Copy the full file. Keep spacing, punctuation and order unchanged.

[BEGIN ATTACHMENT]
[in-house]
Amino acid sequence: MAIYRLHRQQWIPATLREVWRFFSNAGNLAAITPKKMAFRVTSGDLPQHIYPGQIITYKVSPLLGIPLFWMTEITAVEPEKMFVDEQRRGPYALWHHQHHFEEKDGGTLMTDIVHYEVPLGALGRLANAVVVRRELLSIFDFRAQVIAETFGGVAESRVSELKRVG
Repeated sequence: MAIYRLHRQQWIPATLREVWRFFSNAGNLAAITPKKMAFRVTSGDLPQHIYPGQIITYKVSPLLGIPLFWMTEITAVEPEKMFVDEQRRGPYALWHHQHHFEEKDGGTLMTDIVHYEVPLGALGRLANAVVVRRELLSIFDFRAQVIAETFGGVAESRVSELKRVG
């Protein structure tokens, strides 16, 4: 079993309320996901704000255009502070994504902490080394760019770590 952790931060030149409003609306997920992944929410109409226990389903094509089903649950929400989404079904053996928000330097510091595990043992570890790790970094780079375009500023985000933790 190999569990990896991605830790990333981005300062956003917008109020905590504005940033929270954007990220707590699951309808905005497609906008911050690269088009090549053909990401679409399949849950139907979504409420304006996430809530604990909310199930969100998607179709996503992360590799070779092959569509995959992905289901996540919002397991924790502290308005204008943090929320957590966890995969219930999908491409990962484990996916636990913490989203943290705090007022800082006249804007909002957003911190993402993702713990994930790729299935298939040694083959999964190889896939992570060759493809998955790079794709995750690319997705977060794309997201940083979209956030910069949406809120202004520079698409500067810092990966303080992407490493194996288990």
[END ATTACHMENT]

[in-house]
Amino acid sequence: MAIYRLHRQQWIPATLREVWRFFSNAGNLAAITPKKMAFRVTSGDLPQHIYPGQIITYKVSPLLGIPLFWMTEITAVEPEKMFVDEQRRGPYALWHHQHHFEEKDGGTLMTDIVHYEVPLGALGRLANAVVVRRELLSIFDFRAQVIAETFGGVAESRVSELKRVG
Repeated sequence: MAIYRLHRQQWIPATLREVWRFFSNAGNLAAITPKKMAFRVTSGDLPQHIYPGQIITYKVSPLLGIPLFWMTEITAVEPEKMFVDEQRRGPYALWHHQHHFEEKDGGTLMTDIVHYEVPLGALGRLANAVVVRRELLSIFDFRAQVIAETFGGVAESRVSELKRVG
């Protein structure tokens, strides 16, 4: 079993309320996901704000255009502070994504902490080394760019770590 952790931060030149409003609306997920992944929410109409226990389903094509089903649950929400989404079904053996928000330097510091595990043992570890790790970094780079375009500023985000933790 190999569990990896991605830790990333981005300062956003917008109020905590504005940033929270954007990220707590699951309808905005497609906008911050690269088009090549053909990401679409399949849950139907979504409420304006996430809530604990909310199930969100998607179709996503992360590799070779092959569509995959992905289901996540919002397991924790502290308005204008943090929320957590966890995969219930999908491409990962484990996916636990913490989203943290705090007022800082006249804007909002957003911190993402993702713990994930790729299935298939040694083959999964190889896939992570060759493809998955790079794709995750690319997705977060794309997201940083979209956030910069949406809120202004520079698409500067810092990966303080992407490493194996288990």